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Supreme Court Chastizes Ninth Circuit for Failing to Remand Asylum Case to BIA

by Carl R. Baldwin

In a recent Per Curiam opinion the U.S. Supreme Court gave the Ninth Circuit a lecture on procedural matters. It was not a good day for the Guatemalan asylum applicant, or for the Ninth Circuit. INS v. Orlando Ventura, No. 02-29 (Sup. Ct. Nov. 4, 2002).

The Guatemalan, Fredy Orlando Ventura, had entered the United States without inspection in 1993. In 1995 deportation proceedings were commenced. The asylum application alleged fear of persecution on account of political opinion (the guerrillas were convinced that he was pro-government, since close relatives were in the military, and the applicant had received death threats). In 1998 the immigration judge denied the application for asylum and withholding of deportation. She noted that relatives of the applicant had been targeted by the guerrillas, and one had been killed. She nevertheless concluded that the applicant had failed to show that the guerrillas “interest”” in him was on account of political opinion. As an alternative reason for denying the application, the immigration judge held that a significant change of conditions in Guatemala meant that whatever motivation the guerrillas might have had to harm the applicant no longer existed.The BIA considered the matter de novo. It agreed with the IJ that the applicant had not shown that persecution was on account of political opinion, and found it unnecessary to address the question of changed country conditions.

The case was appealed to the Ninth Circuit. Both parties requested that it be remanded to the BIA to consider the question of changed country conditions. The court decided that question on its own, holding that the evidence did not show a change sufficient to eliminate the applicant’s fear of persecution. It would not remand on the issue of changed circumstances, it said, “when it is clear that we would be compelled to reverse the BIA’s decision if the BIA decided the matter against the applicant.” That is strong language, and the Supreme Court found it entirely unacceptable: “We agree with the Government that the Court of Appeals should have remanded the case to the BIA. And we summarily reverse its decision not to do so.”

The Government, in its argument, had berated the Ninth Circuit as something of a renegade. The error (of not remanding) is a “recurring error that puts the Ninth Circuit in conflict with other courts of appeal, which generally respect the BIA’s role as a fact-finder by remanding to the BIA in similar situations.” The Supreme Court, like a professor of administrative law, proceeded to lecture the Ninth Circuit: “Generally speaking, a court of appeals should remand a case to an agency for decision of a matter that statutes place primarily in agency hands. This principle has obvious importance in the immigration context. The BIA has not yet considered the ‘changed circumstances’ issue. And every consideration that classically supports the law’s ordinary remand requirement does so here. The agency can bring its expertise to bear upon the matter; it can evaluate the evidence; it can make an initial determination; and, in doing so, it can, through informed discussion and analysis, help a court later determine whether its decision exceeds the leeway that the law provides. These basic considerations indicate that the Court of Appeals committed clear error here. It seriously disregarded the agency’s legally-mandated role. Instead, it independently created potentially far-reaching legal precedent about the significance of political change in Guatemala, a highly complex and sensitive matter. And it did so without giving the BIA the opportunity to address the matter in the first instance in light of its own expertise. “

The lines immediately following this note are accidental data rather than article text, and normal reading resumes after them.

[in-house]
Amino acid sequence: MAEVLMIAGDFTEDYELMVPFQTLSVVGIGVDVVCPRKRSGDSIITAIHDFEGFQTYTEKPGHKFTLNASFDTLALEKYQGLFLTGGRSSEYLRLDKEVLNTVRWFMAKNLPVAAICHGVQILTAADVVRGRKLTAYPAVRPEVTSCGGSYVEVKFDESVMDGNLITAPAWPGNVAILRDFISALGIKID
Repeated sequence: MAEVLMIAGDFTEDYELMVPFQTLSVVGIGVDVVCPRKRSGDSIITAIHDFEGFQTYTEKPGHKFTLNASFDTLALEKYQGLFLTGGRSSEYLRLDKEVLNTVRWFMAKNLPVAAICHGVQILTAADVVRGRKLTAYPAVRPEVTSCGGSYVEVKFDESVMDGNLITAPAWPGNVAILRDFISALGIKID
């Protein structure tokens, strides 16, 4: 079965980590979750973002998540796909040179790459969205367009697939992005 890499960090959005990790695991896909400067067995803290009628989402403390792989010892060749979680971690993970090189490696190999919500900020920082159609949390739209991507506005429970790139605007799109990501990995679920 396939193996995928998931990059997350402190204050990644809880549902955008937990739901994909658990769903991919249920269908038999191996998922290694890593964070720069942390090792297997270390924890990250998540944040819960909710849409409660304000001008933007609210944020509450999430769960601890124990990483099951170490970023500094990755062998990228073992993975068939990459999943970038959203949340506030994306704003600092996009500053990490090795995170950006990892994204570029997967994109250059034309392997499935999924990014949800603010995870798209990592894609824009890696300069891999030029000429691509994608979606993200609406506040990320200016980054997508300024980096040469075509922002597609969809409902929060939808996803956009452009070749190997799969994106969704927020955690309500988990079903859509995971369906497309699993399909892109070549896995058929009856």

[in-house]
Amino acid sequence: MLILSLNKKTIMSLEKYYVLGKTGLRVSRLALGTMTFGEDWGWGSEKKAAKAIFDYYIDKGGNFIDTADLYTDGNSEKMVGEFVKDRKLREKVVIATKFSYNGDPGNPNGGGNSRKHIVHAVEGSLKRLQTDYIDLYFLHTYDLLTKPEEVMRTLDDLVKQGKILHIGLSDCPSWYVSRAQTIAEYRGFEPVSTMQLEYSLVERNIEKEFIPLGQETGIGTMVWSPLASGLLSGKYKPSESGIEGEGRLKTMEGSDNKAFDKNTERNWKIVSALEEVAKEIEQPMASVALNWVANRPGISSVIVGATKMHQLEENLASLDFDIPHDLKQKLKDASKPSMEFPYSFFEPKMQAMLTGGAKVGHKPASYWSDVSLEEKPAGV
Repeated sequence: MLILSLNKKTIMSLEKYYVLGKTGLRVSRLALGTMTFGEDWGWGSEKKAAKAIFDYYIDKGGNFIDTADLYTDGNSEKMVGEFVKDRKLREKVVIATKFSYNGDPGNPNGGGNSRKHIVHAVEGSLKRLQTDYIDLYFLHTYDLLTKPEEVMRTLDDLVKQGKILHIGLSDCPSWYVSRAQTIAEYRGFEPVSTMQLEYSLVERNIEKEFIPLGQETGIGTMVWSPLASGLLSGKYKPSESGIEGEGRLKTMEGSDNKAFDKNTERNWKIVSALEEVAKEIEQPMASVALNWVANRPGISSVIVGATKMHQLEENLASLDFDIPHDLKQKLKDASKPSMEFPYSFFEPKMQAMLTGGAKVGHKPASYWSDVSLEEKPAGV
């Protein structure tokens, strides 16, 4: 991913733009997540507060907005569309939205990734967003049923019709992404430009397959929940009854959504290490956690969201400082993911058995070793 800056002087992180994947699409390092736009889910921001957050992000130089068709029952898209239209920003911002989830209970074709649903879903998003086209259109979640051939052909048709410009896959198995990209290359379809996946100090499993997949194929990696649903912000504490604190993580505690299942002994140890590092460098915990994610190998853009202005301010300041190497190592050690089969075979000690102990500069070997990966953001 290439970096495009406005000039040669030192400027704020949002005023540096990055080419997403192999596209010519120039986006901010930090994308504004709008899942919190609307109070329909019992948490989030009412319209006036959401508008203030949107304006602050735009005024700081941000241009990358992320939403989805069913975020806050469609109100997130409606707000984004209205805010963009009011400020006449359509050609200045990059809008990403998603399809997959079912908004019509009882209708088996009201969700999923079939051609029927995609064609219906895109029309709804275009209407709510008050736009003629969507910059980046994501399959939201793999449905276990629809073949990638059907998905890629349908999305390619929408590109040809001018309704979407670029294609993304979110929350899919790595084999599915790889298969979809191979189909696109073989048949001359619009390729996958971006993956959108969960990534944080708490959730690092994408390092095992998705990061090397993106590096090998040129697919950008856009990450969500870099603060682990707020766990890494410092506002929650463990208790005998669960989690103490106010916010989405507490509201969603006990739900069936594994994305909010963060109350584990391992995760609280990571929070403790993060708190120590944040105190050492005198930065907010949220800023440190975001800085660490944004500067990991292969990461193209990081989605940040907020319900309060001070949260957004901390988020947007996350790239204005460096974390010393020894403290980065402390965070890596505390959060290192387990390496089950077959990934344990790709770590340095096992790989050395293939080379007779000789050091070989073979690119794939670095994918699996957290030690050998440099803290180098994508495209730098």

It is disconcerting to see the Ninth Circuit, so much admired by immigration lawyers for its sensitivity to the rights of asylum seekers, be so severely reprimanded by the Supreme Court. But it is important to point out that the Per Curiam opinion has no effect whatsoever on the substantive law of asylum. All it does is underline, for the Ninth Circuit and the Circuits generally, the deference due to the administrative agency as the crucial fact-finder. Asylum law continues to be alive and well, as are the hopes and aspirations of asylum applicants.

About The Author

Carl R. Baldwin graduated from Columbia University Law School in 1980, and became a member of the New York State Bar a year later. He worked for three years with the New York City Law Department, and then entered solo practice in immigration law, which he has continued to the present. His work with clients has included asylum applications, deportation defense, visa processing, adjustment of status, and naturalization. He has also worked to implement special laws, such as the 1986 "amnesty" (The Immigration Reform and Control Act), and the 1998 Haitian reform act (The Haitian Refugee Immigration Fairness Act). Mr. Baldwin is the author of Immigration News Monthly. He can be reached by e-mail at

He has written a book on immigration law, called "Immigration Questions and Answers," Allworth Press, 2002. The book, which contains essential background information about how the immigration law works, can be ordered online from Allsworth Press at:

The opinions expressed in this article do not necessarily reflect the opinion of ILW.COM.